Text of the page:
Thirteen months ago, I wrote a column on how it should be okay to ask questions about when we begin to get back to normal. At the time, there was a growing tendency among some to treat those simply questioning the coronavirus data as though they were conspiracy theorists or people who otherwise didn’t care if they or someone else got sick.
Since that time, unfortunately, not much has changed. People who question government policy still get the third degree for daring to question “the science.” Social media platforms, like Facebook, see to it that a conservative site’s reach gets diminished as a form of punishment for taking issue with statements made by President Biden’s chief medical adviser Dr. Anthony Fauci and other medical experts.
Via extension, critics of the red-state governors who managed the pandemic much differently than media darlings in blue states are given the red-carpet treatment, with few questions asked of them from the media, beyond, “What made you decide to speak truth to power?” People who question them are also subjected to mockery and ridicule for refusing to go along with the prevailing narrative.
But this is still a free society, last I checked. And fortunately, there are still plenty of people who remain unbowed by the New Rules that, while unwritten, are understood to mean that you are to sit back, trust and obey until you’re told something different by “the experts.”
One such person is conservative writer Charles C.W. Cooke, who did a little something that is rapidly becoming a lost art in media circles these days: investigative journalism.
Cooke’s target was Rebekah Jones, a Florida data technician who was fired a year ago from the state’s health department for what state records reportedly show was a pattern of making unauthorized public remarks about the Florida coronavirus dashboard she helped manage. It wasn’t long after that Jones went on a media tour, claiming she had been ousted because she refused to manipulate data on the state’s coronavirus dashboard that would have made Florida Gov. Ron DeSantis, a Republican, look even better.
Because the media despised DeSantis for managing the crisis much differently than New York Gov. Andrew Cuomo, a Democrat, Jones was treated with reverence, including by CNN host Chris Cuomo, who as you might have guessed has a very personal connection to Gov. Cuomo (they’re brothers).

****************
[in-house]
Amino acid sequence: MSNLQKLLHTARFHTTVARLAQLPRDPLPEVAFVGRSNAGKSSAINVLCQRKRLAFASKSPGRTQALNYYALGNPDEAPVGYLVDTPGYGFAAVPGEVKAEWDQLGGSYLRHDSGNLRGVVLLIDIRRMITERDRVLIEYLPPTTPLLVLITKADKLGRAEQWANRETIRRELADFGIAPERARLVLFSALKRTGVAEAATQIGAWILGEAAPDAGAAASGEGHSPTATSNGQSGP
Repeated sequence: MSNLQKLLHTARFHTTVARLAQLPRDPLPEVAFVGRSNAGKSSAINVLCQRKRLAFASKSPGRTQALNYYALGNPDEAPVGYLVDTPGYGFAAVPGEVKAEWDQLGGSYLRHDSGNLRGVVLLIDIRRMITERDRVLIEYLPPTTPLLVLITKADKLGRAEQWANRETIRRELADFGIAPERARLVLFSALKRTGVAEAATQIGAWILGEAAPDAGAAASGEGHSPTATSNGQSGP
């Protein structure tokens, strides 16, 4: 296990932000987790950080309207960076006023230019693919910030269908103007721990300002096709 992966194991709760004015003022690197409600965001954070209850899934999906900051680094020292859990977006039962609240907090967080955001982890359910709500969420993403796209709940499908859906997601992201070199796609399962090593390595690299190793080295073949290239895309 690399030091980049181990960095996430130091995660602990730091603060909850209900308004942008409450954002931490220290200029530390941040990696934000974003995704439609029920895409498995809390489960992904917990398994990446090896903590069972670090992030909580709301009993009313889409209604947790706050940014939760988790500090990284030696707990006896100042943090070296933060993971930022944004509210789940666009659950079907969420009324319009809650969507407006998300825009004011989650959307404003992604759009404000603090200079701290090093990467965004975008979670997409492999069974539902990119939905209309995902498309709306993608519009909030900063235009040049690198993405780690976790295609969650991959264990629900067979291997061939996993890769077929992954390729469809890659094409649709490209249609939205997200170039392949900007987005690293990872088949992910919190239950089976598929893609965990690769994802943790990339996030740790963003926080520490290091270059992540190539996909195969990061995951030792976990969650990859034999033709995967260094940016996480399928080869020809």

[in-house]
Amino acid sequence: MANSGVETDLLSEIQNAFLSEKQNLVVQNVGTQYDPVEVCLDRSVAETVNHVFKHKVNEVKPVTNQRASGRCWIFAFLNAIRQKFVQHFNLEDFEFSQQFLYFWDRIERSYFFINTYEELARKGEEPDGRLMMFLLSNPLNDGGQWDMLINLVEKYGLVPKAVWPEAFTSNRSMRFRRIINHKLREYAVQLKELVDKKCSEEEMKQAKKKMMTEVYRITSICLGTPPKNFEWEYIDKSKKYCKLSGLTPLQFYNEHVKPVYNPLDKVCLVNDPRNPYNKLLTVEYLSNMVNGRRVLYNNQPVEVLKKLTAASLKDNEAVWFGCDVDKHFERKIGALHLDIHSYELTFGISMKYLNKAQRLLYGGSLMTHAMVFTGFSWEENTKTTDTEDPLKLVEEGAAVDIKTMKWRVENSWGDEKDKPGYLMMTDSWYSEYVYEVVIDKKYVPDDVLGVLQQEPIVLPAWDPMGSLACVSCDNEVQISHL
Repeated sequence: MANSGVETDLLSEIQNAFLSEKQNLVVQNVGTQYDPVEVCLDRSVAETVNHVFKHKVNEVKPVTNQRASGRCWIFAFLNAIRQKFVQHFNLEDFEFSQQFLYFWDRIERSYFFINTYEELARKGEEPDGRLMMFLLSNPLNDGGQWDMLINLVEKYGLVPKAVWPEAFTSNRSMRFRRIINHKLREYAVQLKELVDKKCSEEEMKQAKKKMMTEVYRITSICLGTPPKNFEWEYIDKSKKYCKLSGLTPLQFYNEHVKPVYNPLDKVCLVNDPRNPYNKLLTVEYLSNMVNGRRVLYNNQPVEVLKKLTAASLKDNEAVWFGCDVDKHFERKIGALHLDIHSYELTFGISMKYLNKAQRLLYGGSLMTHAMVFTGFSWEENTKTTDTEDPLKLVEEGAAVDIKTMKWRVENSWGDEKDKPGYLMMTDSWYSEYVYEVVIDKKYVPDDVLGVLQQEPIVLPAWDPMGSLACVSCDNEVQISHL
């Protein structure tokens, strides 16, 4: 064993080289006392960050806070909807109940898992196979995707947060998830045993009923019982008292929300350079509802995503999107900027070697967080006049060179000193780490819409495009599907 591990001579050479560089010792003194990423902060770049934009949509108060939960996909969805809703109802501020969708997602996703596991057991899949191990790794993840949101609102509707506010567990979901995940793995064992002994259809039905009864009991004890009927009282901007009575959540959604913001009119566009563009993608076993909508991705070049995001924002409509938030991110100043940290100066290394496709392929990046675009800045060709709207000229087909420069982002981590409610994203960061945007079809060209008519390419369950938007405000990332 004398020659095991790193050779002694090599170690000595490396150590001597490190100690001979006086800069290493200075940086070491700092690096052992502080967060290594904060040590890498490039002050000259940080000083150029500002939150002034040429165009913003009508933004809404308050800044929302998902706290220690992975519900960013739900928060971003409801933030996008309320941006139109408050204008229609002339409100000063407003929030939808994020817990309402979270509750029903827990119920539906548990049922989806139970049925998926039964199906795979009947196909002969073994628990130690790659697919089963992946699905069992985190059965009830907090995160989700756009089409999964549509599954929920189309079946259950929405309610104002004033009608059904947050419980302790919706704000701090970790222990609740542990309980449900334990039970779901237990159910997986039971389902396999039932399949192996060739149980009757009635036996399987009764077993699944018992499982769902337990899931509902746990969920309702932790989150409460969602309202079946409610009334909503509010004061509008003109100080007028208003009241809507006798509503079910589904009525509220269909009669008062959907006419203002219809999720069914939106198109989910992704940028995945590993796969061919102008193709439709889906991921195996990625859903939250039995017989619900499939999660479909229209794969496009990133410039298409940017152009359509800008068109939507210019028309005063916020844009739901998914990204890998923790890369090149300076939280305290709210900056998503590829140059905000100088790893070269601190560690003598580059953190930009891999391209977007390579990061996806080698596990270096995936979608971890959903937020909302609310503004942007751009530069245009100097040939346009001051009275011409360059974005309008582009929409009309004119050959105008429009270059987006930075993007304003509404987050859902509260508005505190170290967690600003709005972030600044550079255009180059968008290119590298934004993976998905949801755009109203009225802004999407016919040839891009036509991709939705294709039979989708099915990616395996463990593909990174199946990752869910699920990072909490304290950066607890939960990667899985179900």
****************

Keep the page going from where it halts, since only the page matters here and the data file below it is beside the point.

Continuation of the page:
She became the go-to DeSantis critic anytime the media wanted to dunk on DeSantis. Jones became so revered for “taking on the DeSantis Gestapo” that in January 2021 she received Forbes Technology’s first-ever “tech person of the year” distinction. She was also a featured speaker at a March journalism conference on “when doing the right thing gets you fired.”
As she basked in the media glow, there were plenty who questioned her story along the way. But they were declared “sexists” and lumped in with supposed conspiracy theorists who didn’t trust the experts.
But Cooke proceeded to dig into her claims anyway in recent weeks. As it turns out, the so-called “data scientist” who was brought on to try to dent DeSantis’ credibility has some serious credibility issues herself. One big one is that she is not actually a data scientist. Another is that she was in fact not fired for refusing to massage coronavirus data.
The laundry list of her deceptions is too long to document here, but if you Google “Rebekah Jones Charles Cooke” you’ll find out all the details. The short of it is that Jones has a history of viciously and dishonestly retaliating when she’s been rejected, whether it be from a job — or by a man.
Jones’ sordid story is yet another reminder of why it’s important to question the experts. Because things are not always as they seem.
Media analyst Stacey Matthews has also written under the pseudonym Sister Toldjah and is a regular contributor to RedState and Legal Insurrection.